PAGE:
Jim Moores

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Jim Moores has restored more than 100 antique and classic boats over the past 35 years, including the 1930 93-foot Defoe-designed Presidential yacht Honey Fitz. He is a classic boat refit professional — some might say fanatic — who has a warehouse half full of antique boat parts salvaged from derelict craft. Jim’s office space at Moores Marine in Beaufort, North Carolina, is a deckhouse that was salvaged from the 1912 Trumpy Ibis when the rest of her could not be saved. Moores is a Trumpy refit expert — it’s something he came to after building commercial fishing boats and dories in Lubec, Maine, where he owned R.S. Colson Boat Works. In 1986 he launched Moores Marine in Riviera Beach, Florida, opened a North Carolina facility in 2007 and subsequently transferred all operations to that state in 2016. Moores is so devoted to restoration accuracy that he has approached owners of rare craft to borrow parts from their vessels so he can make rubber molds for accurate replicas. True to his Yankee experience, he has turned down billionaires who asked him to make alterations he felt were inappropriate or unacceptable to antique yachts. Beauty and originality are what Moores strives to reclaim in every restoration. “For decades,’ says Moores, “our company t-shirts have been emblazoned with the motto ‘We keep legends alive.’ It’s not some catchy marketing slogan. It’s our mission. It’s what we do and what we’re all about.”

First memory of being on a boat: My father’s Lyman ski boat on Lake Wawasee in Indiana.

First boat you owned (or skippered): Thetis, an 18-foot lapstrake double ender. It was built in Sweden. My brother and I sailed it through our childhood, and it sailed so beautifully.

Last or current boat (owned or skippered): A 1947 61-foot Trumpy, Aurora II. I lived aboard for four years.

 Favorite boat you’ve owned (or skippered): My 1947 Trumpy.

Your dream boat (to own or skipper): We are working on the design of a 27-foot launch. I dreamed of the launch, because I always thought a beautiful yacht deserved something prettier than an inflatible tender. I would wake up, and draw what I had seen in my sleep.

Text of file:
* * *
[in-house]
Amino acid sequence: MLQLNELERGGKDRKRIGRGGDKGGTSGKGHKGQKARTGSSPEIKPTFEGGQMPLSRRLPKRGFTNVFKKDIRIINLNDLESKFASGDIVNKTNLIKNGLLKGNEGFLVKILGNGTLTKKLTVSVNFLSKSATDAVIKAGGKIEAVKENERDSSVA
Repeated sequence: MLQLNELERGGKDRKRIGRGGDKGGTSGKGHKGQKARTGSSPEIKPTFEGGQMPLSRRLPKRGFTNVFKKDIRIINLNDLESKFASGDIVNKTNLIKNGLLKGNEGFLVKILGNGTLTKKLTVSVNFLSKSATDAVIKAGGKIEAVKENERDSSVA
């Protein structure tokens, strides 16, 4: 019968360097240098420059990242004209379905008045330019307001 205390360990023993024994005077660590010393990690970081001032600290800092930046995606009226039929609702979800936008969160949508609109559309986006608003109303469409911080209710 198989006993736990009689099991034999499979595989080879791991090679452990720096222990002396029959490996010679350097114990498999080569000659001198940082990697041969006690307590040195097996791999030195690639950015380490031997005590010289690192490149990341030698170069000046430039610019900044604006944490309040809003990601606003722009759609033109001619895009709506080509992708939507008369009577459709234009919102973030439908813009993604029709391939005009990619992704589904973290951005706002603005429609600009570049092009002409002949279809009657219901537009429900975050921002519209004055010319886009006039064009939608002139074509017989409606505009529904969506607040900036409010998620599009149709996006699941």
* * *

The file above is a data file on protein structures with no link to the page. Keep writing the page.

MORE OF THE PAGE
Most rewarding (sailing) experience: Sailing Thetis to the Bahamas at age 15. No maps, no compass, in an 18-foot boat. I was hooked.

Your scariest adventure aboard: Sailing through a lightning storm on the Bahamas bank. I still can’t believe that we didn’t get hit in the high winds and rain.

Your most memorable experience aboard: Sailing over Browns Bank, south of Nova Scotia, in high seas. I said, “God, if you let me off this boat, I will never go out again.” Eight years later I was back.

Longest time you’ve spent at sea without setting foot on land: A 10-day trip from Florida to Maine.

Favorite destination so far: Portsmouth, Dominica.

Favorite nautical book: The Grey Seas Under: The Perilous Rescue Mission of a N.A. Salvage Tug by Farley Mowat.

Favorite nautical cause you support and why: The Antique & Classic Boat Association (acbs.org). They preserve beautiful antique and classic boats.

Favorite quote about the sea: “I’se The B’y that builds the boat and I’se The B’y that sails her and I’se The B’y that catches the fish and Brings ‘em home to Liza.”I don’t know where I heard it. Maybe from a sea shanty? But I’ll never forget it.

This article originally appeared in the September 2018 issue.